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Obamacare Sign-Ups Begin,More Uninsured10/31 13:14

   Millions of Americans who have lost health insurance in an economy shaken by 
the coronavirus can sign up for taxpayer-subsidized coverage starting Sunday.

   WASHINGTON (AP) -- Millions of Americans who have lost health insurance in 
an economy shaken by the coronavirus can sign up for taxpayer-subsidized 
coverage starting Sunday.

   It's not a new COVID relief program from the government but the return of 
annual sign-up season under the Affordable Care Act, better known as 
"Obamacare." Open enrollment lasts through Dec. 15.

   The Centers for Medicare and Medicaid Services, which runs, 
says premiums are down slightly on average for 2021 and most people will have 
at least three insurers from which to pick plans. Lower-income people and even 
middle-class families may qualify for tax credits that can greatly reduce what 
they pay monthly for premiums.

   But President Donald Trump, unrelenting in his opposition to President 
Barack Obama's signature domestic program, is asking the Supreme Court to 
overturn the entire law.

   Trump has been promising a much better replacement since before taking 
office, but never came out with his plan. The justices are scheduled to hear 
the case Nov. 10, and the administration is doing little to promote sign-ups, 
having previously slashed the program's ad budget.

   "Affordable health coverage is more essential than ever during the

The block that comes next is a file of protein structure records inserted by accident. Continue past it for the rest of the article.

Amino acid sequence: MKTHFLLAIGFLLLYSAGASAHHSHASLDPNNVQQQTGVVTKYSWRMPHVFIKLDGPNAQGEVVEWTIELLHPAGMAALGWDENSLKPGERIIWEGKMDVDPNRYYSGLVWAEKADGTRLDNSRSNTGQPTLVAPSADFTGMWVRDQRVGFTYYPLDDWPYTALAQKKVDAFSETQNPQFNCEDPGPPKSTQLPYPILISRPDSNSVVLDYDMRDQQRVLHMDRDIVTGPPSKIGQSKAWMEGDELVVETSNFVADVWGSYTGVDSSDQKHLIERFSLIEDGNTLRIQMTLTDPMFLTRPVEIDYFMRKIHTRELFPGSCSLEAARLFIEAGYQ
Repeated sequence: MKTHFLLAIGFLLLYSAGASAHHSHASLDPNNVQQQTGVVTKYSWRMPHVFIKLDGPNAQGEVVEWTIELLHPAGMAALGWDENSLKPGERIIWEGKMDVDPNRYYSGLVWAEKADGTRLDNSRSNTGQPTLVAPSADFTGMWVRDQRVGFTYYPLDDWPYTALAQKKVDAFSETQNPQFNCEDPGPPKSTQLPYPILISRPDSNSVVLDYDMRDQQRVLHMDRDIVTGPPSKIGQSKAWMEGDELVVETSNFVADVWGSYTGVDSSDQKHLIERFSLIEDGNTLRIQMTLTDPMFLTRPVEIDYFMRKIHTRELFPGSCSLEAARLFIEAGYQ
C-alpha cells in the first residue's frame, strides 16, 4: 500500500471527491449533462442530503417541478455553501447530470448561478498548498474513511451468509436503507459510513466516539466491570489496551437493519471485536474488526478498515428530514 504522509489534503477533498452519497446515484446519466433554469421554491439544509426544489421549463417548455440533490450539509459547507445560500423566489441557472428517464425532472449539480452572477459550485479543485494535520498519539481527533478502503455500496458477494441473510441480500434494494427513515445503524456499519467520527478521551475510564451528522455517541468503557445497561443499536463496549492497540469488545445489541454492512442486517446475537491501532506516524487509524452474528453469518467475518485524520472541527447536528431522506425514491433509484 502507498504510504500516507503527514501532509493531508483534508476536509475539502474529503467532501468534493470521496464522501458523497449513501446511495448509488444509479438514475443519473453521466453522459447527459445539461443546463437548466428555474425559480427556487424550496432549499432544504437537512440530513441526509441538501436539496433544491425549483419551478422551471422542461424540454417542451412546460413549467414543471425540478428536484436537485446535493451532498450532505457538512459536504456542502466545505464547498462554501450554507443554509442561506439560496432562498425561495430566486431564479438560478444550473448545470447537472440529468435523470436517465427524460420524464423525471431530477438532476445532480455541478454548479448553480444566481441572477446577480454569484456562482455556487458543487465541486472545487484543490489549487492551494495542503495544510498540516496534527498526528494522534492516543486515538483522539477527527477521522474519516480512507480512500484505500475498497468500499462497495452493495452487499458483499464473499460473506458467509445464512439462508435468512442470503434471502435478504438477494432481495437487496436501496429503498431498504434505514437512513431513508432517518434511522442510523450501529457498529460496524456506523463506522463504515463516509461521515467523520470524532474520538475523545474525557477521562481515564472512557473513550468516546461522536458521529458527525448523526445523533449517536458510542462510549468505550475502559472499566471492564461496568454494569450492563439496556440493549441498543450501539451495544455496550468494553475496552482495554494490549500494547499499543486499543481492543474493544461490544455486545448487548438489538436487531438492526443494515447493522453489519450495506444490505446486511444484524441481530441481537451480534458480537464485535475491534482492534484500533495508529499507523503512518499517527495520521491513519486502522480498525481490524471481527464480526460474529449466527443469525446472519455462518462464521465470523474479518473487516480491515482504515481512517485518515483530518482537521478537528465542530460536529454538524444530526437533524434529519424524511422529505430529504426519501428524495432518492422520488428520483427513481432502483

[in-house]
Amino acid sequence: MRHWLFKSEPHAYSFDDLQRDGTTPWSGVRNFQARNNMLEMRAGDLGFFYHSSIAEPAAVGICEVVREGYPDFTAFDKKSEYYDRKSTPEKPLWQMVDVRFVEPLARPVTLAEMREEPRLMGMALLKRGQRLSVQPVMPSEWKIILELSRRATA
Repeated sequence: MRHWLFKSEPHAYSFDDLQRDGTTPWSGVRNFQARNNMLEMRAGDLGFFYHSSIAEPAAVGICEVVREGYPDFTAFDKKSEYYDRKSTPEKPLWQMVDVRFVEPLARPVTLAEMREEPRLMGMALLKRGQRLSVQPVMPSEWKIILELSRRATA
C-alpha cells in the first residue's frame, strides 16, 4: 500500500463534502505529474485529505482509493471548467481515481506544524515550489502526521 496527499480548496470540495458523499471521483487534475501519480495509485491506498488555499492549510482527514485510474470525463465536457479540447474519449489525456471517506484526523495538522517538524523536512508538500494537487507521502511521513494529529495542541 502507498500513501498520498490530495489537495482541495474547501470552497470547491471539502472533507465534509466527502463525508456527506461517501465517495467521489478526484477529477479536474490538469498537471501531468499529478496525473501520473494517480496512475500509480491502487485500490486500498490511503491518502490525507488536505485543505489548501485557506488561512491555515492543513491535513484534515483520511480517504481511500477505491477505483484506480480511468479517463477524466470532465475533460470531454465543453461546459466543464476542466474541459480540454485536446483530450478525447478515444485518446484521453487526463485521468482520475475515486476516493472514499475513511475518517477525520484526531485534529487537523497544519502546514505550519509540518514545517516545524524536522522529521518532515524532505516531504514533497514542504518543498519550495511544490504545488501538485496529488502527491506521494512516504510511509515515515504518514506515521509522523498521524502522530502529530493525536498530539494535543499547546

pandemic," said House Speaker Nancy Pelosi, D-Calif., who's urging people to 
enroll even if Trump keeps trying to do away with the law.

   Hard numbers on how virus-related job losses have affected health coverage 
are not available because the most reliable government surveys will not be out 
until next year. Estimates range from 5 million to 10 million newly uninsured 
people. That's on top of 26 million uninsured last year, before the pandemic, 
or about 8% of the U.S. population.

   "There is a coverage crisis happening, " said Stan Dorn, a health policy 
expert now with Families USA, a liberal advocacy group. "And there are fewer 
resources available to help, thanks to the Trump cuts."

   Dorn worries that's "a setup for epic failure," and many people will remain 
uninsured even as states across the country are seeing alarming increases in 
coronavirus cases.

   Administration officials say is open for business and ready 
to handle sign-ups online or via its call center. "We'll be working through the 
upcoming open enrollment ensure a smooth user experience," CMS 
Administrator Seema Verma said.

   More than 11 million people currently have coverage through 
and state-run health insurance markets offering subsidized private plans. The 
health law also covers another 12 million people through its Medicaid 
expansion, adopted by all but 12 states.

   Medicaid enrollment has gone up by nearly 4 million people since March, but 
it's still unclear how many laid-off workers are coping after the loss of 
employer coverage in the coronavirus economy.

   Those who are healthy most likely have other priorities, such as finding 
another job. Workers who were furloughed, but not laid off, may have been able 
to keep their coverage. Some appear to have switched to a spouse's plan, and 
those age 65 and older can get on Medicare.

   The nonpartisan Kaiser Family Foundation estimates that 80% of those who 
lost workplace health insurance are eligible for coverage under the law, either 
through the insurance markets or Medicaid.

   Some private businesses, such as, have created a niche 
market helping people enroll in plans. Former Obama 
administration officials are trying to promote sign-ups through Community organizations also play a role helping people 
with paperwork.

   But, Dorn said, "a lot of people who need health insurance may not know 
there this is there chance to sign up."

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